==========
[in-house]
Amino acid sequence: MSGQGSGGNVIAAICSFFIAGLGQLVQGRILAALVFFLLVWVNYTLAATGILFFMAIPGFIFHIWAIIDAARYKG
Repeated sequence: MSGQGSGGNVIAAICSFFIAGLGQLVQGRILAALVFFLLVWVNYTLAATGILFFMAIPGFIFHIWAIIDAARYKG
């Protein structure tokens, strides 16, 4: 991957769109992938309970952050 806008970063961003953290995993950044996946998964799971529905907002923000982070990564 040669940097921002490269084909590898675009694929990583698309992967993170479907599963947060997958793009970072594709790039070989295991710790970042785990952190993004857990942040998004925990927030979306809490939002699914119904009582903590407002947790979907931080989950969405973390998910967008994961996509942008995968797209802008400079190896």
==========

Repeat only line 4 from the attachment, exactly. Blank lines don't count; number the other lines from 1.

């Protein structure tokens, strides 16, 4: 991957769109992938309970952050 806008970063961003953290995993950044996946998964799971529905907002923000982070990564 040669940097921002490269084909590898675009694929990583698309992967993170479907599963947060997958793009970072594709790039070989295991710790970042785990952190993004857990942040998004925990927030979306809490939002699914119904009582903590407002947790979907931080989950969405973390998910967008994961996509942008995968797209802008400079190896």